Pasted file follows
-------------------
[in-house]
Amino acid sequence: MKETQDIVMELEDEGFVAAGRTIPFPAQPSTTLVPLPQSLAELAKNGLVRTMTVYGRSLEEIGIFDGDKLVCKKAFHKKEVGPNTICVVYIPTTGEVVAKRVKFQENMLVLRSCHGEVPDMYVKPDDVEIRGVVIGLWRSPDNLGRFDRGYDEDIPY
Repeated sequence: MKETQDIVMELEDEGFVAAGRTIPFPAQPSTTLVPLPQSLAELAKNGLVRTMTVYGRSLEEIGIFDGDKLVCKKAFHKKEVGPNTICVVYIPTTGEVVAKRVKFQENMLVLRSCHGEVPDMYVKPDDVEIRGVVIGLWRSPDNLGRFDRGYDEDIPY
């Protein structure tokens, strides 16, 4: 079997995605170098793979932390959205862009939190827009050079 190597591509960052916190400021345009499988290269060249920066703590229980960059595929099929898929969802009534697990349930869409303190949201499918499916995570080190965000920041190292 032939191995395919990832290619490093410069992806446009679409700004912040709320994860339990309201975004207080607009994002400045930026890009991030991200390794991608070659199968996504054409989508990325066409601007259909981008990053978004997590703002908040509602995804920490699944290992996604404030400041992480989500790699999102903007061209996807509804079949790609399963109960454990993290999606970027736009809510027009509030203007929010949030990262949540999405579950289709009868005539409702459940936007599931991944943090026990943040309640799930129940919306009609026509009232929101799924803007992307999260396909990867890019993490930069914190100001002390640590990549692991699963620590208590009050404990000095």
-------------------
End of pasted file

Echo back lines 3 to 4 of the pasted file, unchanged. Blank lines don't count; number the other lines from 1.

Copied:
Repeated sequence: MKETQDIVMELEDEGFVAAGRTIPFPAQPSTTLVPLPQSLAELAKNGLVRTMTVYGRSLEEIGIFDGDKLVCKKAFHKKEVGPNTICVVYIPTTGEVVAKRVKFQENMLVLRSCHGEVPDMYVKPDDVEIRGVVIGLWRSPDNLGRFDRGYDEDIPY
């Protein structure tokens, strides 16, 4: 079997995605170098793979932390959205862009939190827009050079 190597591509960052916190400021345009499988290269060249920066703590229980960059595929099929898929969802009534697990349930869409303190949201499918499916995570080190965000920041190292 032939191995395919990832290619490093410069992806446009679409700004912040709320994860339990309201975004207080607009994002400045930026890009991030991200390794991608070659199968996504054409989508990325066409601007259909981008990053978004997590703002908040509602995804920490699944290992996604404030400041992480989500790699999102903007061209996807509804079949790609399963109960454990993290999606970027736009809510027009509030203007929010949030990262949540999405579950289709009868005539409702459940936007599931991944943090026990943040309640799930129940919306009609026509009232929101799924803007992307999260396909990867890019993490930069914190100001002390640590990549692991699963620590208590009050404990000095």